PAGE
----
STUDY LOOKS AT RACIAL INEQUITY IN ARTS FUNDING, LEADERSHIP

Angelique Power is the executive director of the Field Foundation, an organization that is part of Enrich Chicago, a collaborative of arts and culture organizations and philanthropists looking to end racial inequity in the city of Chicago.  Angelique Power photo courtesy of Field Foundation
Angelique Power is the executive director of the Field Foundation, an organization that is part of Enrich Chicago, a collaborative of arts and culture organizations and philanthropists looking to end racial inequity in the city of Chicago. Angelique Power photo courtesy of Field Foundation

Study looks at racial inequity in arts funding, leadership

BY TIA CAROL JONES

Enrich Chicago, an arts-led non-profit organization with a mission to undo racism, commissioned a study to better understand the arts community in the city of Chicago.

There were three key findings which highlighted inequity when it comes to funding and leadership, as well as the diversity of arts organizations in the city.

Enrich Chicago was established five years ago and includes Hyde Park Arts Center, the DuSable Museum of African American History, 3Arts, Chicago Community Trust, the Field Foundation, Marwen and the National Museum of Mexican Art as collaborative partners.

The study, A Portrait of Inequity, was conducted by the Social Impact Research Center of Heartland Alliance.

Nina Sanchez, director of Enrich Chicago, said the organization wanted to do the study because while there was a national report on funding to arts and cultural organizations, there was not one for the city of Chicago.

“People here in Chicago, the group of arts leaders, who come together under the umbrella of Enrich to do this work around racial equity, were really interested in understanding what does a local snapshot look like,” she said. “This inequity isn’t singular to the arts and culture sector, but it’s actually an outcome of larger societal inequities that have existed historically in this country and in this city.”

Sanchez said the study was an ambitious, multi-layered project that didn’t just focus on funding to arts and cultural organizations, but asked questions like, who are the leaders making the decisions in foundations, as well as who’s making the decisions about the arts presentations and programs?

The study also looked at whether the racial demographics of who’s in leadership in organizations has an impact on which artists are presenting and who’s in their audiences.

Sanchez said there was talk about foundation funding and racial equity, but there wasn’t any real data points to be shared in order to move the needle and make changes. As the only collaborative of leaders across arts and culture and philanthropy positioned to address the root causes of systemic racism, Enrich Chicago was in a really unique position to share the data.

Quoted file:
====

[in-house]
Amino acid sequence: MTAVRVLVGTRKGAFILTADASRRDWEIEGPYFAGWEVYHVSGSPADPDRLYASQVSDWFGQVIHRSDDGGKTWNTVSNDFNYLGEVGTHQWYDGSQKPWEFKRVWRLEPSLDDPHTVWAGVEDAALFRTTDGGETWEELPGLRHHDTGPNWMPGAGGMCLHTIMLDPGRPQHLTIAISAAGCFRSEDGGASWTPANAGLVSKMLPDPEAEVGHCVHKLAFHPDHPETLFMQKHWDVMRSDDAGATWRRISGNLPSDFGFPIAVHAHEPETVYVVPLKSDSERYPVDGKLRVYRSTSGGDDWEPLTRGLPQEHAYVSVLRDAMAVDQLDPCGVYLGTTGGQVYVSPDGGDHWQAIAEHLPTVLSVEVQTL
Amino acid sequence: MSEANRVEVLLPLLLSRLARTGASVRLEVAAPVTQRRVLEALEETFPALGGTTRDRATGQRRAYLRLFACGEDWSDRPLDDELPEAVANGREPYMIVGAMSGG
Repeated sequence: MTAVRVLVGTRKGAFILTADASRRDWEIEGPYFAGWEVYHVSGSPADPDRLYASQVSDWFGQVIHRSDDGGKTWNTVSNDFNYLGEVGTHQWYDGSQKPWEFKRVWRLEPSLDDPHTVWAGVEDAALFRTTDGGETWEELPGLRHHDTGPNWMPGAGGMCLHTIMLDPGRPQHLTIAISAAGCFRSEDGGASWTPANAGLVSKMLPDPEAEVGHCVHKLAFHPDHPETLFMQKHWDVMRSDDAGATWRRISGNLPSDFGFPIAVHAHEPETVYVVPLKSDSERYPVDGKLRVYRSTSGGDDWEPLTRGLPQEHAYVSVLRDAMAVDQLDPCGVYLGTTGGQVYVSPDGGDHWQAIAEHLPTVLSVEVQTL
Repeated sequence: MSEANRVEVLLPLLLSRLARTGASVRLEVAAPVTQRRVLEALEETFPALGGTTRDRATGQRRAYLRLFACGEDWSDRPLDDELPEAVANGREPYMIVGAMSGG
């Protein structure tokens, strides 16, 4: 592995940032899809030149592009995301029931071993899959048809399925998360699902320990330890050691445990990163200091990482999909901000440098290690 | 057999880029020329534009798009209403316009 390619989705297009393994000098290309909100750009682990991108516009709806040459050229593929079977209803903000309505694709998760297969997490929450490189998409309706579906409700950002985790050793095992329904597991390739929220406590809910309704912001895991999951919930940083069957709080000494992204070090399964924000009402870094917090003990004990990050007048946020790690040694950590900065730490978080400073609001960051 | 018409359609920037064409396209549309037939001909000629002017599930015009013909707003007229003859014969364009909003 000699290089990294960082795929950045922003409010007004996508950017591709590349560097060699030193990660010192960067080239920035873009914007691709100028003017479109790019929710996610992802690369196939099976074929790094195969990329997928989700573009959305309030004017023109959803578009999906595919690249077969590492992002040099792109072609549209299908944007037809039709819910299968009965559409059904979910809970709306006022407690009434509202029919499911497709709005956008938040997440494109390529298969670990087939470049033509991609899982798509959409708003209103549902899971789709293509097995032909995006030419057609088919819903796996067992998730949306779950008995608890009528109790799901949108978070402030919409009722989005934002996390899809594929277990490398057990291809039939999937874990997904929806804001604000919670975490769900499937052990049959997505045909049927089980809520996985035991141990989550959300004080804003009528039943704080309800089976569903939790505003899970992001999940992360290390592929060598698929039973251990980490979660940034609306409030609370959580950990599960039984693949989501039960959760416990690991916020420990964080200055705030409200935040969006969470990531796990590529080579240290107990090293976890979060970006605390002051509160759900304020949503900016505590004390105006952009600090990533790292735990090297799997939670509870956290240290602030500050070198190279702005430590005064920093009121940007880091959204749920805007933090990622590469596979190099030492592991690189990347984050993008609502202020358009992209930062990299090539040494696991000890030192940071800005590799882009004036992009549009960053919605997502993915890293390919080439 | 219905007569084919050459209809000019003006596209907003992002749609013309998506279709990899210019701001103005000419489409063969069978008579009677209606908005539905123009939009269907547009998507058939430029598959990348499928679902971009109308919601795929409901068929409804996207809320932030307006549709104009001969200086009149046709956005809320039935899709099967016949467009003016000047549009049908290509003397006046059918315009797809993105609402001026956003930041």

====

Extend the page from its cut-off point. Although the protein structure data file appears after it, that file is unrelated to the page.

Angelique Power, executive director of the Field Foundation, said early on, conversations highlighted inequity when it came to which organizations were receiving funding.

Many of the big, white arts organizations in the room have been funded at levels that were astronomically higher than many of the arts organizations of color in the room, Power said, and a lot of that funding actually centered on diversity efforts.

Power said one of the behind the scenes findings was that few foundations were tracking giving along racial lines.

“That’s data that needs to be acted upon, but if you aren’t tracking it, then you can’t report on it and nothing can change,” she said. “And so, in the quest of doing the research, we had to actually help many foundations establish tracking systems so that we could get our hands on the real data.”

Power said another behind the scenes finding was that in many communities of color, arts organizations intersect with other organizations.

Arts organizations are not just arts organizations, they’re often health service organizations that have arts programming. They are community organizing spaces, that have artists as a part of it, she explained. “Art is approached in a cultural way, as really embedded holistically, in everything,” Power added.

Power said that a big call to action in the findings was that 77 percent of the boards at arts organizations making decisions in the city are white, which sets up a perpetual cycle that values Eurocentric art.

“Every person who is funding, and I think it’s beyond the arts, it’s funding in general, but let’s take the arts,” she said. “Look at your funding portfolio. Is it 60 percent going to arts organizations of color? If not, then you have room to grow and change, and there’s a lot of exciting work out there to invest in.”

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